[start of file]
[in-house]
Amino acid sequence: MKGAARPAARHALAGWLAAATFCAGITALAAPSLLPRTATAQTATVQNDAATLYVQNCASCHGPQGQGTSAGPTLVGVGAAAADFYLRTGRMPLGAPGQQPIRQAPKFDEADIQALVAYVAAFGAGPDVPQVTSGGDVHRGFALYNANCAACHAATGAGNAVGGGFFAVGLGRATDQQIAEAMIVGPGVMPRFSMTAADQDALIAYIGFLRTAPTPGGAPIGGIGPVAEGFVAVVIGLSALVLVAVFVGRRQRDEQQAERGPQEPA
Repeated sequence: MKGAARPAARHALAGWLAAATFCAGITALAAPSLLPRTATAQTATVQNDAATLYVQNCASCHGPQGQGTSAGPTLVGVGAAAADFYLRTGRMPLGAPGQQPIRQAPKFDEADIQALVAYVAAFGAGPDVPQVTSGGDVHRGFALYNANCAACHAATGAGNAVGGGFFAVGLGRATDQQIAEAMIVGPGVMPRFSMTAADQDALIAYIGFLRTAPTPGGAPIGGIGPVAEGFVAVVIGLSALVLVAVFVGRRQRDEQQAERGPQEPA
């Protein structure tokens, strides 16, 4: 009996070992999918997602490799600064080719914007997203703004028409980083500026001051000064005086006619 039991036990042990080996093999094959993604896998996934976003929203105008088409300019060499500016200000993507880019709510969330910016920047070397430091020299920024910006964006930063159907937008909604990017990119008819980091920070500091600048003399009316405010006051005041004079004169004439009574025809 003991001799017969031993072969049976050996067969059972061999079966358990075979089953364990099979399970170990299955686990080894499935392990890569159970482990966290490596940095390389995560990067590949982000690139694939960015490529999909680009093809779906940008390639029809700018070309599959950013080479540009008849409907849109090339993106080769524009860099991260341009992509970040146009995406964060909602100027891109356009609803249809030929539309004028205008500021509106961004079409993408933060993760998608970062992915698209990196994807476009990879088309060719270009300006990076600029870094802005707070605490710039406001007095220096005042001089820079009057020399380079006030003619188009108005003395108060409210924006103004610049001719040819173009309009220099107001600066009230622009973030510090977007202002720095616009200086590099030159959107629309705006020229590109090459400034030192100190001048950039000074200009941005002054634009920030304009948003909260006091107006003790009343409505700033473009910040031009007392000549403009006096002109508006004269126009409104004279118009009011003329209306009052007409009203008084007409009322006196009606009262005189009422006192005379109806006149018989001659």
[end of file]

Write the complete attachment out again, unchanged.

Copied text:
[in-house]
Amino acid sequence: MKGAARPAARHALAGWLAAATFCAGITALAAPSLLPRTATAQTATVQNDAATLYVQNCASCHGPQGQGTSAGPTLVGVGAAAADFYLRTGRMPLGAPGQQPIRQAPKFDEADIQALVAYVAAFGAGPDVPQVTSGGDVHRGFALYNANCAACHAATGAGNAVGGGFFAVGLGRATDQQIAEAMIVGPGVMPRFSMTAADQDALIAYIGFLRTAPTPGGAPIGGIGPVAEGFVAVVIGLSALVLVAVFVGRRQRDEQQAERGPQEPA
Repeated sequence: MKGAARPAARHALAGWLAAATFCAGITALAAPSLLPRTATAQTATVQNDAATLYVQNCASCHGPQGQGTSAGPTLVGVGAAAADFYLRTGRMPLGAPGQQPIRQAPKFDEADIQALVAYVAAFGAGPDVPQVTSGGDVHRGFALYNANCAACHAATGAGNAVGGGFFAVGLGRATDQQIAEAMIVGPGVMPRFSMTAADQDALIAYIGFLRTAPTPGGAPIGGIGPVAEGFVAVVIGLSALVLVAVFVGRRQRDEQQAERGPQEPA
């Protein structure tokens, strides 16, 4: 009996070992999918997602490799600064080719914007997203703004028409980083500026001051000064005086006619 039991036990042990080996093999094959993604896998996934976003929203105008088409300019060499500016200000993507880019709510969330910016920047070397430091020299920024910006964006930063159907937008909604990017990119008819980091920070500091600048003399009316405010006051005041004079004169004439009574025809 003991001799017969031993072969049976050996067969059972061999079966358990075979089953364990099979399970170990299955686990080894499935392990890569159970482990966290490596940095390389995560990067590949982000690139694939960015490529999909680009093809779906940008390639029809700018070309599959950013080479540009008849409907849109090339993106080769524009860099991260341009992509970040146009995406964060909602100027891109356009609803249809030929539309004028205008500021509106961004079409993408933060993760998608970062992915698209990196994807476009990879088309060719270009300006990076600029870094802005707070605490710039406001007095220096005042001089820079009057020399380079006030003619188009108005003395108060409210924006103004610049001719040819173009309009220099107001600066009230622009973030510090977007202002720095616009200086590099030159959107629309705006020229590109090459400034030192100190001048950039000074200009941005002054634009920030304009948003909260006091107006003790009343409505700033473009910040031009007392000549403009006096002109508006004269126009409104004279118009009011003329209306009052007409009203008084007409009322006196009606009262005189009422006192005379109806006149018989001659």